3:4 Nicodemus said to Jesus, “How can anyone be born after having grown old? Can one enter a second time into the mother’s womb and be born?”

5Jesus answered, “Very truly, I tell you, no one can enter the kingdom of God without being born of water and Spirit. 6 What is born of the flesh is flesh, and what is born of the Spirit is spirit.

The language of the Spirit is obscure and mysterious. Nicodemus does not understand Jesus’ cryptic statements. In spite of the fact that Nicodemus is a religious man, a Pharisee and “a leader of the Jews,” he is unable to penetrate beneath the surface to perceive the depths to which Jesus is pointing – this is a serious problem for religious leaders, not restricted to Nicodemus.

Nicodemus understands birth only in terms of “the mother’s womb”. But Jesus is calling Nicodemus to an awareness of the deeper truth of his own tradition. All human birth is both “of water and Spirit.” This truth was present in Nicodemus’ own sacred text from the beginning.

In the second account of the creation of human beings in the Book of Genesis, the writer says,

the Lord God formed man from the dust of the ground.

This is the first stage of creation, the physical part, the “born of water” part to which Jesus refers. But the act is not complete. This formation shaped “from the dust of the ground” is not yet “a living being”. Something crucial is missing. So the writer of Genesis goes on to say that, after forming “man from the dust of the ground,” God

breathed into his nostrils the breath of life.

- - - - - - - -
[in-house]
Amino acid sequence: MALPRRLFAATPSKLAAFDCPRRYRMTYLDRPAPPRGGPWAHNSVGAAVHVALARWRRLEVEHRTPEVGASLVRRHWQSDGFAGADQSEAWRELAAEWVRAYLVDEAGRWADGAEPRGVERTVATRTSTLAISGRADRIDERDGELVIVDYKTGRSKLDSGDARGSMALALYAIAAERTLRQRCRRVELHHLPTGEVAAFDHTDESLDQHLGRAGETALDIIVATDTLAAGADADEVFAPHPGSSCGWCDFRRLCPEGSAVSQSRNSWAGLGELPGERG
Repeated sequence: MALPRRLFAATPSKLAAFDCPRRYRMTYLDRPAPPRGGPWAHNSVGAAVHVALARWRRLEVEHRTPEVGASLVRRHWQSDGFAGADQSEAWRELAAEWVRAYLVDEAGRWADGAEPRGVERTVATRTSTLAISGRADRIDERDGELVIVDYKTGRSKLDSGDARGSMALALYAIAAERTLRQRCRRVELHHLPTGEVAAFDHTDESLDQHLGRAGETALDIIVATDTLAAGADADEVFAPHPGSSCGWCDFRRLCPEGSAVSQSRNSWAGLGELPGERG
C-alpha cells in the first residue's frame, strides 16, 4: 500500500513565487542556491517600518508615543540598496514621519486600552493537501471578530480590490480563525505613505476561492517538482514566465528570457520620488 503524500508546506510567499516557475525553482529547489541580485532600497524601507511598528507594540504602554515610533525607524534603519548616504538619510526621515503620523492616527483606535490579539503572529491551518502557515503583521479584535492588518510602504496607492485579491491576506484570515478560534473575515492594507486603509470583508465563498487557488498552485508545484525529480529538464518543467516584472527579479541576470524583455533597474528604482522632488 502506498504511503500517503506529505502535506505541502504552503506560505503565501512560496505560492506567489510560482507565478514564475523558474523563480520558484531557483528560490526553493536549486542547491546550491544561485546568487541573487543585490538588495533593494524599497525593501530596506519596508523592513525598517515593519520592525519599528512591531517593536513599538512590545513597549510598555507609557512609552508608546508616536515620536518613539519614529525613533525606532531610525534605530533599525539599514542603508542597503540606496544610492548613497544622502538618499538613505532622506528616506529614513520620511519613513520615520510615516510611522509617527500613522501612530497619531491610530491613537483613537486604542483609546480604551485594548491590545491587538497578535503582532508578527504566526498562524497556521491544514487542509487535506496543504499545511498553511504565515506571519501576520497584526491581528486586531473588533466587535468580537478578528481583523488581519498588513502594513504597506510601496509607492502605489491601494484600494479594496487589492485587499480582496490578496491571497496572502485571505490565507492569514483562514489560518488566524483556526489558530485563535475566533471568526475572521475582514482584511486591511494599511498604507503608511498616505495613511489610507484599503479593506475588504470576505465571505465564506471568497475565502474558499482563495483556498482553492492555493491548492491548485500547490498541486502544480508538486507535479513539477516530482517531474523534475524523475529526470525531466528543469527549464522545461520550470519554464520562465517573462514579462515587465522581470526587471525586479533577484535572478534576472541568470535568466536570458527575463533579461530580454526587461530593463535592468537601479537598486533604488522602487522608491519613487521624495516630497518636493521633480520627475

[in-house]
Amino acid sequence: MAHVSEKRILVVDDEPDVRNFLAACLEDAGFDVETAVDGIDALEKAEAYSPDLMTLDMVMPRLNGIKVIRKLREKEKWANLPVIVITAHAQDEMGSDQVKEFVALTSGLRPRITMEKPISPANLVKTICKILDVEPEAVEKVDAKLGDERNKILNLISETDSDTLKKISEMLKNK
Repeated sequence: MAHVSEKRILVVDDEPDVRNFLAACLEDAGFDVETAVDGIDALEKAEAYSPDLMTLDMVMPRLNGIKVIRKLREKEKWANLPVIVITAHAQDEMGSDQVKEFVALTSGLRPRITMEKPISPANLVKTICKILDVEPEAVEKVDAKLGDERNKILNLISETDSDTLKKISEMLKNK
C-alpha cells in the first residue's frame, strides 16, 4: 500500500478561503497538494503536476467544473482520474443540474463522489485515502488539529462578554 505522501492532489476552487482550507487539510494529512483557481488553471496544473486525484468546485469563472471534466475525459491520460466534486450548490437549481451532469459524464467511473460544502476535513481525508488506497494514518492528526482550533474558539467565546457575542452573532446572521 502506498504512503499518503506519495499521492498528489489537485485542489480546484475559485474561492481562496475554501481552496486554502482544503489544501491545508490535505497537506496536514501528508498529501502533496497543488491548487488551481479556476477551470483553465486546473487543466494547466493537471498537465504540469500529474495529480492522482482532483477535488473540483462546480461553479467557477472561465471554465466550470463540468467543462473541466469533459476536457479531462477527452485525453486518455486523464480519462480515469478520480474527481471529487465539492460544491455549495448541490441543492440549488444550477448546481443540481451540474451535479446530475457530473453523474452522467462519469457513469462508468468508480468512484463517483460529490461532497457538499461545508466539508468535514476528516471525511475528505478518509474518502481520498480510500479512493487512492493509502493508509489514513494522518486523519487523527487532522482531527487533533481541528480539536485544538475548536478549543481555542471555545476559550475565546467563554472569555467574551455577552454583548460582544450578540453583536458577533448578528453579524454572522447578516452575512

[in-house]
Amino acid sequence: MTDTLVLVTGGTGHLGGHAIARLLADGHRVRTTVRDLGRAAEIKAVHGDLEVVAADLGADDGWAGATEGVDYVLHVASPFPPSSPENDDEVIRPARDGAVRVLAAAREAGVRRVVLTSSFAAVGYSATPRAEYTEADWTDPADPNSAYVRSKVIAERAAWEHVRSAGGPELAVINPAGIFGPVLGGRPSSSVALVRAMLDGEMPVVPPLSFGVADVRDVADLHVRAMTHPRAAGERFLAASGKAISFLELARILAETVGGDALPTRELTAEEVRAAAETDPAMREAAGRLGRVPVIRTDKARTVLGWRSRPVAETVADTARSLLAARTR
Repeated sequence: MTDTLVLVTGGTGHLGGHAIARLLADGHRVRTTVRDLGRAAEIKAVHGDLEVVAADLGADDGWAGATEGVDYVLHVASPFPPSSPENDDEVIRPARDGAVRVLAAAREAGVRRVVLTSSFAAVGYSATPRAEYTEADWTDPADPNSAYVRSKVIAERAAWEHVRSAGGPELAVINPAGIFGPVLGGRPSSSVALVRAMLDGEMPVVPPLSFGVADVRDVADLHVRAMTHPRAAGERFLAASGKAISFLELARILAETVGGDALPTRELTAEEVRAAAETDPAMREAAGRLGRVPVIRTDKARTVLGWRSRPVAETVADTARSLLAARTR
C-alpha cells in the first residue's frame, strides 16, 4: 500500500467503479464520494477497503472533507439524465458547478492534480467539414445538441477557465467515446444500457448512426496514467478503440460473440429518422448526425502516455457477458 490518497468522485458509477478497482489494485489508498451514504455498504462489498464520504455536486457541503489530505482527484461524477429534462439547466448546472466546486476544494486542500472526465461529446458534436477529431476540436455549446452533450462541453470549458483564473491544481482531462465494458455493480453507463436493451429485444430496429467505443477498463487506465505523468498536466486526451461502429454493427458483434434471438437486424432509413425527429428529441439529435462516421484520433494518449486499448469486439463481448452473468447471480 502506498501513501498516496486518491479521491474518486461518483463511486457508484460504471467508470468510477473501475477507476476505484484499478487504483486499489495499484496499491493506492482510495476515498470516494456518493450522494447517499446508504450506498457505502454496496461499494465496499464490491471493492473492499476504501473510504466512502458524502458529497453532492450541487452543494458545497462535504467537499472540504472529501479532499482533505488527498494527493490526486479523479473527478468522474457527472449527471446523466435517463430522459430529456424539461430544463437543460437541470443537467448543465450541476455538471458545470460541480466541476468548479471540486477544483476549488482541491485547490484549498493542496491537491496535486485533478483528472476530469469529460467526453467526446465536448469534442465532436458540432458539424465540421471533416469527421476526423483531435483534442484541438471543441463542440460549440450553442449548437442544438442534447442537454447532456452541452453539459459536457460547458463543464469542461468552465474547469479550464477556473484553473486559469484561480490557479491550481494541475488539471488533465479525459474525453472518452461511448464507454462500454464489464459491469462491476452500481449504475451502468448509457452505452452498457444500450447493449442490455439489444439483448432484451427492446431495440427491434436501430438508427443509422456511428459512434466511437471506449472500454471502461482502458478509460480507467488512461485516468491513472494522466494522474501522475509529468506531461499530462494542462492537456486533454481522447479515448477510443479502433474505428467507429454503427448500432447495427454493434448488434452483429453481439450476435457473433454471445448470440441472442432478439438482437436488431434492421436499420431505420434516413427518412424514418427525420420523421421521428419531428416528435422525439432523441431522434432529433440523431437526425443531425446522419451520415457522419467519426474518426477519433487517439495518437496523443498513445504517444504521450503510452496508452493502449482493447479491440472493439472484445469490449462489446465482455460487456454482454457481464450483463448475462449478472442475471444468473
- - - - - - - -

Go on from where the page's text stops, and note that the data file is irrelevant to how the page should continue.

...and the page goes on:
It is only then, after this second stage of creation, that

the man became a living being. (Genesis 2:7)

This is the “born of the Spirit” dimension.

We are by our essential nature dual beings. We inhabit the physical realm of the senses; but, at the same time, we dwell in the numinous invisible intangible “Kingdom of God.” We have the capacity to perceive subtle realms that are not perceptible to the five senses by which we are accustomed to finding our way in life. While we remain deeply grounded, as we must, in this physical material realm, something inside us calls us to the invisible immaterial realms of the Spirit.

Nicodemus, for all his literalism, seems to have perceived in Jesus a profound call to open to the depths within himself for which his heart longed. The biblical view of what it means to be human holds that we are enfleshed spirit; we are God-breathed dust. When I hold this exalted vision of the human condition, I begin to see that all life is sacred. Everything points to the reality of the divine Presence at the heart of all life to which Jesus seeks to help us open.